This new section is just being developed as a discussion, to consider questions that we frequently hear being aired. If you have any comments, or would like to ask anything not yet discussed here, please contact us.
1. Should the pups not learn to compete with other seals for fish before they are released, in order to improve their survival in the wild?
Certainly not! This is actually quite a common misconception in seal sanctuaries. But there is no evidence that seals in the wild 'compete' for fish. In the wild. harbour seals select individual foraging sites. Individual foraging for a young juvenile consists of diving for 1-2 mins, probably cruising near the seabed looking for small ground fish or shrimp, swallowing them whole underwater, and then surfacing to breathe for a quarter of a minute or so, before diving again. So far as we know, this is an entirely individual activity, although other seals doubtless may foraging nearby. In some conditions, harbour (common) seals - including groups of pups and juveniles - may forage together. Groups of several juveniles have been observed - in Shetland and in the US - surfacing and submerging synchronously, a metre or two apart. At the surface they may lean backwards, opening their mouths when they reach the surface (an indication that they have just swallowed prey). Probably these groups of seals are cooperating in surrounding schooling fish. There is no indication that they 'compete' - and in fact 'competitive' behaviour - as encouraged in some seal sanctuaries - would probably be quite incompatible with cooperative foraging. So far as we know, grey seal foraging behaviour is similar to that of harbour seals.
2. Shouldn't pups be introduced to solid fish as a necessary part of the weaning process?
No. Seals are not like human babies in this respect, and not like most land carnivores, such as dogs or large cats, either. In seals there is no intermediate weaning stage when the mother brings dead prey to the pup to eat. In the wild, the pup must make the transition directly from suckling milk from its mother to independent foraging on live prey. This is true for both harbour (common) and grey seals, and probably for all seal species. To train a seal pup in rehab to eat bits or whole dead fish (as most seal sanctuaries do) is in fact entirely unnatural and outside the seal pup's normal developmental pattern. It does not benefit the pup in any way, since it is quite contrary to the behaviour involved in foraging for small live fish in the wild, after the pup is released. Learning to eat dead fish in rehab may even impede the development of natural foraging behaviour after release and encourage them to develop a scavenging habit rather than natural predatory foraging behaviour.
3. Before they are released, should the pups not display aggressive behaviour to ensure their survival in the wild?
Absolutely not. We know that some seal sanctuaries try to elicit 'aggressive behaviour' from pups by flapping towels at the face until the pup snaps, etc. This is a complete misapprehension, and constitutes nothing but pointless harassment. Such a response by a pup is a form of defensive behaviour, which all seals - however, docile - will display if they are harassed or threatened. It has no bearing whatever on a seal pup's ability to learn to forage and survive - exploratory, appetitive and feeding behaviours are not related to 'aggression' in any way. Juvenile harbour and grey seals do not normally display any aggressive behaviour towards other juveniles or adults of their own species. On the contrary, weaned pups and juveniles are very social, displaying amicable and cohesive behaviours - so any artificially induced 'aggression' by harassment during rehab could, in fact, promote abnormal behaviours.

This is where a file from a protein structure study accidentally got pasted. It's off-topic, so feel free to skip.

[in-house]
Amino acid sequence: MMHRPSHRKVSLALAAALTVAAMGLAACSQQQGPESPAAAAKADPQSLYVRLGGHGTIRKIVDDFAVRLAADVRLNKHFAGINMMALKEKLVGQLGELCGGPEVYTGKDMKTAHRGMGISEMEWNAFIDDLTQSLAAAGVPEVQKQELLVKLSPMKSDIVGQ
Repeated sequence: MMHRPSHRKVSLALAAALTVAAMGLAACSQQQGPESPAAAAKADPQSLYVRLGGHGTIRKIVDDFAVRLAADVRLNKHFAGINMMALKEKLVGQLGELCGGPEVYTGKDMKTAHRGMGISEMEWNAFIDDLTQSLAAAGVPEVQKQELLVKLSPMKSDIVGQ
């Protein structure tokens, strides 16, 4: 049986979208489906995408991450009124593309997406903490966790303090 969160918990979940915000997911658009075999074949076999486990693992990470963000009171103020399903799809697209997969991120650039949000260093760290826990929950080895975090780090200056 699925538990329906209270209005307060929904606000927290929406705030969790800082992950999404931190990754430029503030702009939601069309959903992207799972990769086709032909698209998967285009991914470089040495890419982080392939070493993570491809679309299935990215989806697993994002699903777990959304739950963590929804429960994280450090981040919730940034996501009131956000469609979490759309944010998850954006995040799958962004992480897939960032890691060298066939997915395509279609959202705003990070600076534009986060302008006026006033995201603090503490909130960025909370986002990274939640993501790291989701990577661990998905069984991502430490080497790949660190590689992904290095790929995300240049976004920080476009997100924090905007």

4. If they are not frightened of people, aren't they in danger of being hurt or killed?
We have found in general that as soon as our rehab pups are released, they tend to revert very quickly to the wild, and are probably not at significantly greater risk of being attacked by people than other young seals. If young seals - whether wild or from a rehab centre - are lying in the midst of a group of seals on shore, will flee into the water with the rest of the group if they are disturbed by humans. However, juvenile seals hauled out alone, or in a small group of other young seals, are more vulnerable to harassment or attack because pups on their own - whether wild or from a rehab centre - seem to have a rather slow flight response to people. Fortunately along our east coast of Ireland, serious attacks on young seals are very rare. So far as we know, no attack has been made on any of our released pups. However, it is important that all people, who live, work or visit the coast are educated in how to interact with wildlife, and that all are made fully aware of the law in both parts of Ireland, according to which all seals - both common and grey - are strictly protected.
5. If two pups are kept together immediately after rescue, isn't there a danger that they may pass infections to one another?
There may be a small risk, but we have not thus far encountered that problem. Most infections of young pups seem to be opportunistic bacteria, which have caused illness due to the pup being weak and debilitated. These infections are not usually infectious. If we suspected the presence of a viral infection (such as distemper), we would of course not subject pups to cross-infection risks. However, in most cases the benefits of being together far outweigh the slight risk of infection.